“The technique for dealing with men whose opinions are disliked by certain groups of powerful individuals has been well perfected, and is a great danger to ordered progress. If the man concerned is still young and comparatively obscure, his official superiors may be induced to accuse him of professional incompetence, and he may be quietly dropped. With older men who are too well known for this method to be successful, public hostility is stirred up by means of misrepresentation. The majority of teachers naturally do not care to expose themselves to these risks, and avoid giving public expression of their less orthodox opinions. This is a dangerous state of affairs, by which disinterested intelligence is partially muzzled, and the forces of conservatism and obscurantism persuade themselves that they can remain triumphant.”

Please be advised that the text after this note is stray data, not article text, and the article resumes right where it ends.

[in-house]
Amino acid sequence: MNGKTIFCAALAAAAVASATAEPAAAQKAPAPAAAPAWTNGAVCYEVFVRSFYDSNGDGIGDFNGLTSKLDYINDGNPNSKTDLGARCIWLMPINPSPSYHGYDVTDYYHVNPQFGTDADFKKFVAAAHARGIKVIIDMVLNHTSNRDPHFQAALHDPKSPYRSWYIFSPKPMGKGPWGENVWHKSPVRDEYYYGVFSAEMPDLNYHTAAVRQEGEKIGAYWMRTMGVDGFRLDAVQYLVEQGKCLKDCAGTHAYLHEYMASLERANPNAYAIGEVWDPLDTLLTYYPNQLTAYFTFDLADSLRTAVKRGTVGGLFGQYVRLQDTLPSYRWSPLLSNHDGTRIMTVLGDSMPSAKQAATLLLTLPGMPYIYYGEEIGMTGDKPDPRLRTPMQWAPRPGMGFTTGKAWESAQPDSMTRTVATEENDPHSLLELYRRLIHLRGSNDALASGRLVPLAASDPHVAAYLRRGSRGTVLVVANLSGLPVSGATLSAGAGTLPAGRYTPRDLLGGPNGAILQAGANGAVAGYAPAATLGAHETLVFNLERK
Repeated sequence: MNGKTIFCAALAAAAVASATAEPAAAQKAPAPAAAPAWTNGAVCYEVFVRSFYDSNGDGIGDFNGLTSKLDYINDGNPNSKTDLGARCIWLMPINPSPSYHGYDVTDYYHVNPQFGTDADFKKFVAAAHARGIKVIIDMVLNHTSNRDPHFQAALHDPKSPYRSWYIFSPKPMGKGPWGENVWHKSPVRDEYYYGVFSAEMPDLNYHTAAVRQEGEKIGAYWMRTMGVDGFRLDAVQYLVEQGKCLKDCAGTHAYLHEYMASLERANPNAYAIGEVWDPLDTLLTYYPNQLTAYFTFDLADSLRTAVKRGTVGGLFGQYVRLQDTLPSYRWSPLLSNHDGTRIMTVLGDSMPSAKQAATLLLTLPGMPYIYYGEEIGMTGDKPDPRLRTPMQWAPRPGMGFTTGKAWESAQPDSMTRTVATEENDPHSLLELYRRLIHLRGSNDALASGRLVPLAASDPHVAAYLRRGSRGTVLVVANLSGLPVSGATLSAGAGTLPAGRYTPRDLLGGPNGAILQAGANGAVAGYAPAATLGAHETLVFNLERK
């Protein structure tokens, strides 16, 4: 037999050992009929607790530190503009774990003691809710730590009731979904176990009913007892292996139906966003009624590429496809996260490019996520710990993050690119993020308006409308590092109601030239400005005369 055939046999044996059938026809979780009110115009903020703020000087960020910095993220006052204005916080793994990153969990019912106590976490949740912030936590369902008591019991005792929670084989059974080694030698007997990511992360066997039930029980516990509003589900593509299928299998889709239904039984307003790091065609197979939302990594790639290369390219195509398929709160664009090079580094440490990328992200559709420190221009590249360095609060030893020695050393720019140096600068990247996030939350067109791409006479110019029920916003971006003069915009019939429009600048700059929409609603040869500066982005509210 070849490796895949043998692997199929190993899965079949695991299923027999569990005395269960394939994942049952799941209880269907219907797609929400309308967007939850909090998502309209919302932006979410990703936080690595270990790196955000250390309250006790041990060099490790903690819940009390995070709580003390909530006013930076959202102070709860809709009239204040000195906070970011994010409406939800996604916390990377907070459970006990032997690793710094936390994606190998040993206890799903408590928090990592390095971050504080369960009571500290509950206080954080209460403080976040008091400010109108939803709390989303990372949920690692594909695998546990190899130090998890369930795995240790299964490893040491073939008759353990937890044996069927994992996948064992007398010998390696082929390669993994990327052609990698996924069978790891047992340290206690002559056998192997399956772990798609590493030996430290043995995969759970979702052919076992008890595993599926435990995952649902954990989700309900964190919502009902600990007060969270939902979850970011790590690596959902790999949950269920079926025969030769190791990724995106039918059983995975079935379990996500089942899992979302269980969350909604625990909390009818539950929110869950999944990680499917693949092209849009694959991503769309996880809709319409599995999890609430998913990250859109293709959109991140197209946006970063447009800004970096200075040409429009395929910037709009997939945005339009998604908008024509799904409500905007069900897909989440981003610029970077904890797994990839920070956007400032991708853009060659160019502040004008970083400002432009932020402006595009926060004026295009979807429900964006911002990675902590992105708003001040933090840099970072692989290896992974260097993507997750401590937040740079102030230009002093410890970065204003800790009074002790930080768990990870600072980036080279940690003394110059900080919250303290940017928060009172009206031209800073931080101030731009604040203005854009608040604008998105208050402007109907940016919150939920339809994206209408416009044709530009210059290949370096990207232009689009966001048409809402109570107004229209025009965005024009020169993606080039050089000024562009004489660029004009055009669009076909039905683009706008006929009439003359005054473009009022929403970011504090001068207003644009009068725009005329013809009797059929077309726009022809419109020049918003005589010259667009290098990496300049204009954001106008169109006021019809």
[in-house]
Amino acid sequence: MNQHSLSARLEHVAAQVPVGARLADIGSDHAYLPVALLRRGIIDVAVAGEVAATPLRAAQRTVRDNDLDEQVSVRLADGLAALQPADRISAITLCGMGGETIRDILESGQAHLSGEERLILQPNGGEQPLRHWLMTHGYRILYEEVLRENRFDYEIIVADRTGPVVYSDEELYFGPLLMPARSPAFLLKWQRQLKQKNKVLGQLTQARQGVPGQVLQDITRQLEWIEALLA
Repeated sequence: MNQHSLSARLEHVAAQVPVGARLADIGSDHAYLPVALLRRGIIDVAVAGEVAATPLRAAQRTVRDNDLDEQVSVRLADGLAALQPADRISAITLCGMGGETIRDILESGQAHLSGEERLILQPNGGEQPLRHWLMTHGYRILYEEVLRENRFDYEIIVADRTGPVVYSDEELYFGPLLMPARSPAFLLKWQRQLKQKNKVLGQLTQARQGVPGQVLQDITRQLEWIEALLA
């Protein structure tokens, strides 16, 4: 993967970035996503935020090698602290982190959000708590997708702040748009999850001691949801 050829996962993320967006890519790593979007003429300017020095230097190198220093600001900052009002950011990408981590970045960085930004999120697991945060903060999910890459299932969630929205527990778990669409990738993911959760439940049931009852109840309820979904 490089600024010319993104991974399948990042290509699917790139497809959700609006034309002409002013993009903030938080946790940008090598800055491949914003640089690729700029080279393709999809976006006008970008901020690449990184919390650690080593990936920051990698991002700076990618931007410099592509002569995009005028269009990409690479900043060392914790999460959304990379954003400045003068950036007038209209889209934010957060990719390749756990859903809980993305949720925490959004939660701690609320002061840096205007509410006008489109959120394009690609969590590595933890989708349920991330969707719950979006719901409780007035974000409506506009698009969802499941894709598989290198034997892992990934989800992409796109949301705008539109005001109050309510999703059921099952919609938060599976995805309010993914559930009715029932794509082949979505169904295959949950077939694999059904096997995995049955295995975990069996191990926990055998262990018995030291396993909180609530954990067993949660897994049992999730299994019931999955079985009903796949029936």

– Bertrand Russell, Freedom and the Colleges

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